Archives for April 2012

Mouth Hunger or Stomach Hunger?

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Emotional eating, or “mouth hunger” has all kinds of impacts on your health. In this episode, host Michael Anne Conley shares a perspective about how to start dealing with emotional eating. This episode includes an experiential exercise.

The truth about most therapy! (with bonus tips)

Bravo to Therapist/Writer Jonathan Alpert, who confronted problems with psychotherapy recently in The New York Times.  His article, “In Therapy Forever – Enough Already,” is terrific.  Here are a few comments from me, followed by a link to his original article.

1) Despite the fact that most people have “problems in living” (my term) rather than “mental disorders,” clients and their therapists have allowed themselves to be held hostage by the medical model and the insurance industry.

Heads up, folks:  Using your insurance to pay for therapy will require a mental illness diagnosis that will stay on your medical record – forever!  In some cases, your therapist’s records will go on electronic systems and both of you will [Read more…]

Habits & Cancer: Are You Too Fast With Food?

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Getting in touch with your relationship to food starts not with what you eat, but how you eat. In this episode of Habits into Health, host Michael Anne Conley offers one way to address this. This episode includes an experiential exercise.

Stopping smoking is not just personal. It’s also a political act.

Walking in the Question:  How do you manage your own personal habits in a way that is life affirming rather than self-destructive, not just in your own life, but in the wider world?

by Michael Anne Conley, LMFT

We all have habits, right?

Some habits are innocuous.  Who cares if you brush your teeth before you wash your face — or the other way around. No problem.

On the other end of the continuum are personal habits that everyone has a stake in whether they know it or not — because what we do in our own lives creates problems not just for the people we know, but also for people we’ll never meet. Let’s take the topic for this week’s Habits Into Health podcast: Smoking, which is one of three lifestyle habits that increases the risk of cancer.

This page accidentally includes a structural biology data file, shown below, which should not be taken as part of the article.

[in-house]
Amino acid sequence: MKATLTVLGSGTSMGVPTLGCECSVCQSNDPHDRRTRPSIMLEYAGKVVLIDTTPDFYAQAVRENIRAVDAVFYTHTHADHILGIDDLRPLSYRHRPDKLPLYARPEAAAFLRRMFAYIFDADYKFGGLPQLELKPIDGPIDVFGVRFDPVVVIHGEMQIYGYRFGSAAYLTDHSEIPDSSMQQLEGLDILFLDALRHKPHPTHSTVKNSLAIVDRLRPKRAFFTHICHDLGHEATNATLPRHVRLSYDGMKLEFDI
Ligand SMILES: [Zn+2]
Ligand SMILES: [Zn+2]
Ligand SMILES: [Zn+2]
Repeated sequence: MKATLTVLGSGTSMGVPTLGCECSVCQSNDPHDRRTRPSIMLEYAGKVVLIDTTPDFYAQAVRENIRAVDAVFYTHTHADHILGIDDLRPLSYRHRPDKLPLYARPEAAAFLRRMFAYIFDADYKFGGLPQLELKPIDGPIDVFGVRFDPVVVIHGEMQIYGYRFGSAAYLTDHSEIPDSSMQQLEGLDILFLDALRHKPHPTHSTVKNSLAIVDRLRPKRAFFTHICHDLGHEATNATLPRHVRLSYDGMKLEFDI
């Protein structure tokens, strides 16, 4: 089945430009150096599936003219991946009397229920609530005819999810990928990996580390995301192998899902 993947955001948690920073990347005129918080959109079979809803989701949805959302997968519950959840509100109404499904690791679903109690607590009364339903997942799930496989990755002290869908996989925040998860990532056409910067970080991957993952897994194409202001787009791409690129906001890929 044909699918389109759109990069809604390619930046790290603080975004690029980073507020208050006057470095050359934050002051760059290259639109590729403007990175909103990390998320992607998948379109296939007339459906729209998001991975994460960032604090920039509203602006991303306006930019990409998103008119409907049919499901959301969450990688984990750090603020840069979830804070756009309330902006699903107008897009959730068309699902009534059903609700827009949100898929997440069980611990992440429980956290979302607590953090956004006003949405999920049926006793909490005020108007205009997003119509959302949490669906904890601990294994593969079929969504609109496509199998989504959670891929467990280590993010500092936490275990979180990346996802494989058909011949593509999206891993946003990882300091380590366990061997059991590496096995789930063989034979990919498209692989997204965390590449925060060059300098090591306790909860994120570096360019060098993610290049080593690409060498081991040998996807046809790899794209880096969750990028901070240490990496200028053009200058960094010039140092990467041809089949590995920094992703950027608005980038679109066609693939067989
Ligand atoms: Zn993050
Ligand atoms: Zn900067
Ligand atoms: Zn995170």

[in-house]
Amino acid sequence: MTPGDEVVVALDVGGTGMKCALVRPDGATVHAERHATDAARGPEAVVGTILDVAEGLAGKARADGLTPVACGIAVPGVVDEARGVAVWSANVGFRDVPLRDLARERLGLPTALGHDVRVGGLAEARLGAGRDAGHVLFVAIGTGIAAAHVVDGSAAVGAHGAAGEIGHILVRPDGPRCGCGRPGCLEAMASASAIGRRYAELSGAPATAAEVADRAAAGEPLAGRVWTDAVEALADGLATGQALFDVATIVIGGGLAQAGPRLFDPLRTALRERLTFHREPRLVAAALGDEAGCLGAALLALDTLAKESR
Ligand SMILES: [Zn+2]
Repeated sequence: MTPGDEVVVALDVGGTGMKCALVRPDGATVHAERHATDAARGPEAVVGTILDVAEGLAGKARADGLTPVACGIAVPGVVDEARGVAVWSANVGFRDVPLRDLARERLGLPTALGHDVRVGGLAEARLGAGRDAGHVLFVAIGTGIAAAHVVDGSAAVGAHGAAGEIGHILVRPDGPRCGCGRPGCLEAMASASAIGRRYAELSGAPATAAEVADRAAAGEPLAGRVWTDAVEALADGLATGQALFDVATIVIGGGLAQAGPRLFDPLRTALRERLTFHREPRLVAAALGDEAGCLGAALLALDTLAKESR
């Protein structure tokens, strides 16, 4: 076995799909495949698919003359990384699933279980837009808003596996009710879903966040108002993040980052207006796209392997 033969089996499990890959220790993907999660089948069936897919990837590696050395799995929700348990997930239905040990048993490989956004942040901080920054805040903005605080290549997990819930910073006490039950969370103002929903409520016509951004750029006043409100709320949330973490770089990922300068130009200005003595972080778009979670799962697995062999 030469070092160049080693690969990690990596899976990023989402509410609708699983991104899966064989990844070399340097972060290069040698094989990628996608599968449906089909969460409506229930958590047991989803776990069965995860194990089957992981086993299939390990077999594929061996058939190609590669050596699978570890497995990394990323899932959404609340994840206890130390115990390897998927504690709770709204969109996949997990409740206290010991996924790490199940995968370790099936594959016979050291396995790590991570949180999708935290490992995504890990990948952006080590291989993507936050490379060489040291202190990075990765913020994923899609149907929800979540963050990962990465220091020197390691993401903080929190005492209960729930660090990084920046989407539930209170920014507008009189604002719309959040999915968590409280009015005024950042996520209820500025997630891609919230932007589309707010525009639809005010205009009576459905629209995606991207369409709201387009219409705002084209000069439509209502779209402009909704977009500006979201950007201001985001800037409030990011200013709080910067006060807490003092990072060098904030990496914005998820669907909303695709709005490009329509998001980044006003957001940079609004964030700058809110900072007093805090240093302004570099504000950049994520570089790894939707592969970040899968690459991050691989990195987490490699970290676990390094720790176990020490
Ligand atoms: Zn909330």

Yes, each person who smokes risks his or her own quality and length of life, and the jury is also out on the effect of second-hand smoke for people who are around the smoker.  But not enough is said about the role that everyone — smokers and non-smokers alike — plays on the public policy level that perpetuates the behavior of smoking!

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Discover Life Beyond the Screen!

By Michael Anne Conley, LMFT

How much are you facing a screen? How often do you clock out of your technology? What would happen if you set aside the cell phone for a day, or didn’t watch the tube – or the YouTube – for a week?

These are not idle questions as we approach this year’s Screen-Free Week, scheduled from April 30 to May 6. It’s only a few weeks away, so here’s a head start in considering whether – and how – you might play with life beyond the screen.

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Habits and Cancer – Blowing Smoke

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Nicotine is the hardest of habits to stop – even when you’re ready. If you smoke, or know someone who does, you probably know all the facts about the dangers of smoking. But people don’t change because of facts. Smoking happens to be the main lifestyle habit that is tied to increased risk of cancer, and if knowing this fact were enough, none of us would ever start smoking in the first place. This dilemma about nicotine addiction is an excellent example of why willpower is not enough to change any problem habit. And shaming people into change doesn’t help either. In this episode of Habits into Health, host Michael Anne Conley offers perspective to support your exploration of changing this – or any other habit that has gotten the better of you. This episode includes an experiential exercise.

The Habit-Cancer Connection: Responsibility, Not Blame

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A recent study indicates that lifestyle habits are linked to more than 50% of all cancer. In this episode, host Michael Anne Conley opens a conversation about the dance between taking responsibility and placing blame when you have a habit that may put you at risk.  This episode includes an experiential exercise.

How do you navigate this tricky territory between taking responsibility for the habits you have that increase your risk — tied to smoking, diet and exercise — and the widespread belief that you’re to blame if you get a diagnosis.  Your thoughts are welcome in this discussion.

4th Path to Emotional Sanity

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We all want our rewards, and many a time, we don’t even know that we have expectations until they haven’t been met.

In this episode, host Michael Anne Conley offers the 4th Path to Emotional Sanity, which reinforces the benefits of letting go of our expectations. This episode includes an experiential exercise.